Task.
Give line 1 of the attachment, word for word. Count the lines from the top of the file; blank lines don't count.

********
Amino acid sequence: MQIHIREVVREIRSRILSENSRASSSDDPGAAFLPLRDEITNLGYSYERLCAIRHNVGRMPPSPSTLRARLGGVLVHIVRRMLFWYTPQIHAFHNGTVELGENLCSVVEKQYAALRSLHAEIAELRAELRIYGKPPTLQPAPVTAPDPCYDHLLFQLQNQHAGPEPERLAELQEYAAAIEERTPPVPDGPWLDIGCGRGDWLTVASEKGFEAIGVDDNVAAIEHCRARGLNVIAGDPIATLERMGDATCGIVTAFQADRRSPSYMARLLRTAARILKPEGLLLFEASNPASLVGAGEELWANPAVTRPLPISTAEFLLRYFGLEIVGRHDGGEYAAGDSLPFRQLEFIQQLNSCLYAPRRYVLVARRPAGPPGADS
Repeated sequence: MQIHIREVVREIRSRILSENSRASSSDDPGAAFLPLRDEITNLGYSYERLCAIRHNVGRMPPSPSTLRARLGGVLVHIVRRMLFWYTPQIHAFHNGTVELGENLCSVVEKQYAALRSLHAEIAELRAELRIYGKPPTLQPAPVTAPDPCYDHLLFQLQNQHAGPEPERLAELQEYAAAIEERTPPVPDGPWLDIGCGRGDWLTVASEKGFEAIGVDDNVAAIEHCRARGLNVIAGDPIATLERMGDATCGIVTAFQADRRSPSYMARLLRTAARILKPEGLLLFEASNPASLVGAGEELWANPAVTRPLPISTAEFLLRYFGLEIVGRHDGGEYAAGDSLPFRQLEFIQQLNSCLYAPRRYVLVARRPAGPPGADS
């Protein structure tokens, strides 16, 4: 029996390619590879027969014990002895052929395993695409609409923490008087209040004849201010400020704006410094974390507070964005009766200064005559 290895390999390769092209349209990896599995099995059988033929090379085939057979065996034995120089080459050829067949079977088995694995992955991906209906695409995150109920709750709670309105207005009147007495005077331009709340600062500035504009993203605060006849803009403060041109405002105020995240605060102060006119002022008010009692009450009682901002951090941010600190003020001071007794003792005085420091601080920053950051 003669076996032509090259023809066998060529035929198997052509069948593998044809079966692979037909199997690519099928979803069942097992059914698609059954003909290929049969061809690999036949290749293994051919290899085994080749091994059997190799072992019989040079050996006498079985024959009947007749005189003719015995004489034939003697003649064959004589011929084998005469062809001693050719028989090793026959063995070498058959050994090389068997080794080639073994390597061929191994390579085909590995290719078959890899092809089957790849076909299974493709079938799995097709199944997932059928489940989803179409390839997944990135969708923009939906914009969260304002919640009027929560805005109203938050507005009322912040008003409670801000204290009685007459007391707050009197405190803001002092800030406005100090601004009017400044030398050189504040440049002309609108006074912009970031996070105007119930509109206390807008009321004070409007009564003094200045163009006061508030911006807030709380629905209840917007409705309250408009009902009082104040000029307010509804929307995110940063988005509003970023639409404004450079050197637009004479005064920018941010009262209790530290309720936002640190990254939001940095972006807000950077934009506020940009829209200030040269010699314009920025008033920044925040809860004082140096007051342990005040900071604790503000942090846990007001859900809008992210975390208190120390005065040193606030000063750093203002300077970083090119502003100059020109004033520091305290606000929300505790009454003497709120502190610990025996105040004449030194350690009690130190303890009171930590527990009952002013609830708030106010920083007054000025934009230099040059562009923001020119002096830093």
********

Amino acid sequence: MQIHIREVVREIRSRILSENSRASSSDDPGAAFLPLRDEITNLGYSYERLCAIRHNVGRMPPSPSTLRARLGGVLVHIVRRMLFWYTPQIHAFHNGTVELGENLCSVVEKQYAALRSLHAEIAELRAELRIYGKPPTLQPAPVTAPDPCYDHLLFQLQNQHAGPEPERLAELQEYAAAIEERTPPVPDGPWLDIGCGRGDWLTVASEKGFEAIGVDDNVAAIEHCRARGLNVIAGDPIATLERMGDATCGIVTAFQADRRSPSYMARLLRTAARILKPEGLLLFEASNPASLVGAGEELWANPAVTRPLPISTAEFLLRYFGLEIVGRHDGGEYAAGDSLPFRQLEFIQQLNSCLYAPRRYVLVARRPAGPPGADS